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Efficiency And Productivity Growth Across The Italian Regions: The Regional Divide Revisited

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  • Pompei, Fabrizio

Abstract

In this paper we study the efficiency and total factor productivity growth of Italian regions by implementing a bootstrap Data Envelopment Analysis method. This approach allows us to perform a sensitivity analysis of the efficiency scores at regional level, in which human capital is included besides traditional inputs. Higher levels of average years of schooling were important for efficiency and TFP growth in the Northern and Central regions. Conversely, the overall scarce human capital accumulation in Southern regions negatively affected their performances. However, both DEA and analysis of decomposition of productivity growth, conducted by means of Malmquist’s index, highlighted that also in Southern regions, in which the growth rate of human capital and TFP was remarkable, the contribution of the improvement in pure efficiency to economic growth was totally nonessential.

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Bibliographic Info

Paper provided by University Library of Munich, Germany in its series MPRA Paper with number 52052.

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Date of creation: 09 Dec 2013
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Handle: RePEc:pra:mprapa:52052

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Keywords: Italian regions; Productivity; Data Envelopment Analysis;

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  1. Bracalente, Bruno & Perugini, Cristiano & Pompei, Fabrizio, 2008. "What Sorts of Agglomerations Really Matter to Productivity?: A Regional Analysis of Europe's Manufacturing Sector," The Review of Regional Studies, Southern Regional Science Association, vol. 38(2), pages 145-72.
  2. Marco Maffezzoli, 2004. "Convergence Across Italian Regions and the Role of Technological Catch-Up," Working Papers 274, IGIER (Innocenzo Gasparini Institute for Economic Research), Bocconi University.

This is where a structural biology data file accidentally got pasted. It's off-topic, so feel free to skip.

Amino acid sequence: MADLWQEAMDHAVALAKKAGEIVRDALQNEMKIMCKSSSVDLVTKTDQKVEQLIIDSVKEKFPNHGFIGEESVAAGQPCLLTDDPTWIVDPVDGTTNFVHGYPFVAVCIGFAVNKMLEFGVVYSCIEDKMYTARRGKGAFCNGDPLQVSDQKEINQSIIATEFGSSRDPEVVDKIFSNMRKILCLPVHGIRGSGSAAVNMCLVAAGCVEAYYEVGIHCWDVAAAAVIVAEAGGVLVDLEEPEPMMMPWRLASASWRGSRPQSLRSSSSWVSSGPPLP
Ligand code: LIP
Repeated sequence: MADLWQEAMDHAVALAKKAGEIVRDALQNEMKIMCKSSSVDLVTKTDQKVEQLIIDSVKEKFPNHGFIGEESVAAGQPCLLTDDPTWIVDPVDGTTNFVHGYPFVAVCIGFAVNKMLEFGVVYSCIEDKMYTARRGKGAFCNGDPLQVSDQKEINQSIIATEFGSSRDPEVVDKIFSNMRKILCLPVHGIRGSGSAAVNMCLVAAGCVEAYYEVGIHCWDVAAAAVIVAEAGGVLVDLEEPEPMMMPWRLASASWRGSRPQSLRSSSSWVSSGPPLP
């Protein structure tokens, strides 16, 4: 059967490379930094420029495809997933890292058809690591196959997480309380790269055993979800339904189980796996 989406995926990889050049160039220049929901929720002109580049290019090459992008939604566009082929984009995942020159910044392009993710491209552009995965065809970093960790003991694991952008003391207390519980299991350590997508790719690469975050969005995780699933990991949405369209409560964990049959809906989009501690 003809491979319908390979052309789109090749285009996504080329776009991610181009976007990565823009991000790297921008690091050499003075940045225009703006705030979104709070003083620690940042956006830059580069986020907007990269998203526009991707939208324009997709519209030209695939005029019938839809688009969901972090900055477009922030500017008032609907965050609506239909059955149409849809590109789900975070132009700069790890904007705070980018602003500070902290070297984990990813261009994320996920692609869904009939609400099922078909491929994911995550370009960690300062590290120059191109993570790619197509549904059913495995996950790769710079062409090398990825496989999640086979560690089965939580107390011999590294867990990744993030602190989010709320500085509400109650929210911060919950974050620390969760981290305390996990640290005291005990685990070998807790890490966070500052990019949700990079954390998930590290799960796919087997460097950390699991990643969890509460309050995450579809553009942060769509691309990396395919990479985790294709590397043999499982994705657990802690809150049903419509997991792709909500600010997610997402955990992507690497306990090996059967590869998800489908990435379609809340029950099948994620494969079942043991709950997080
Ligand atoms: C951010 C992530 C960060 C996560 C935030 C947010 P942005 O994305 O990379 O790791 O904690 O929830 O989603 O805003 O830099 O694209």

3. Glaeser, Edward Ludwig & Kallal, Hedi D. & Scheinkman, Jose A. & Shleifer, Andrei, 1992. "Growth in Cities," Scholarly Articles 3451309, Harvard University Department of Economics.
  4. F. Bonaglia & L. Picci, 2000. "Lo stock di capitale nelle Regioni Italiane," Working Papers 374, Dipartimento Scienze Economiche, Universita' di Bologna.
  5. Paul M Romer, 1999. "Increasing Returns and Long-Run Growth," Levine's Working Paper Archive 2232, David K. Levine.
  6. Simar, Leopold & Wilson, Paul W., 2002. "Non-parametric tests of returns to scale," European Journal of Operational Research, Elsevier, vol. 139(1), pages 115-132, May.
  7. Subodh Kumar & R. Robert Russell, 2002. "Technological Change, Technological Catch-up, and Capital Deepening: Relative Contributions to Growth and Convergence," American Economic Review, American Economic Association, vol. 92(3), pages 527-548, June.
  8. David Parkin & Bruce Hollingsworth, 1997. "Measuring production efficiency of acute hospitals in Scotland, 1991-94: validity issues in data envelopment analysis," Applied Economics, Taylor & Francis Journals, vol. 29(11), pages 1425-1433.
  9. Guido Ascari & Valeria Di Cosmo, 2005. "Determinants of Total Factor Productivity in the Italian Regions," Macroeconomics 0511009, EconWPA.
  10. Fare, Rolf & Shawna Grosskopf & Mary Norris & Zhongyang Zhang, 1994. "Productivity Growth, Technical Progress, and Efficiency Change in Industrialized Countries," American Economic Review, American Economic Association, vol. 84(1), pages 66-83, March.
  11. Simar, L. & Wilson, P.W., . "Sensitivity analysis of efficiency scores: how to bootstrap in nonparametric frontier models," CORE Discussion Papers RP -1304, Université catholique de Louvain, Center for Operations Research and Econometrics (CORE).
  12. Sergio Destefanis & Vania Sena, 2005. "Public capital and total factor productivity: New evidence from the Italian regions, 1970-98," Regional Studies, Taylor & Francis Journals, vol. 39(5), pages 603-617.
  13. André Sapir, 2005. "Un modello obsoleto? Crescita e specializzone dell'economia italiana," ULB Institutional Repository 2013/8122, ULB -- Universite Libre de Bruxelles.
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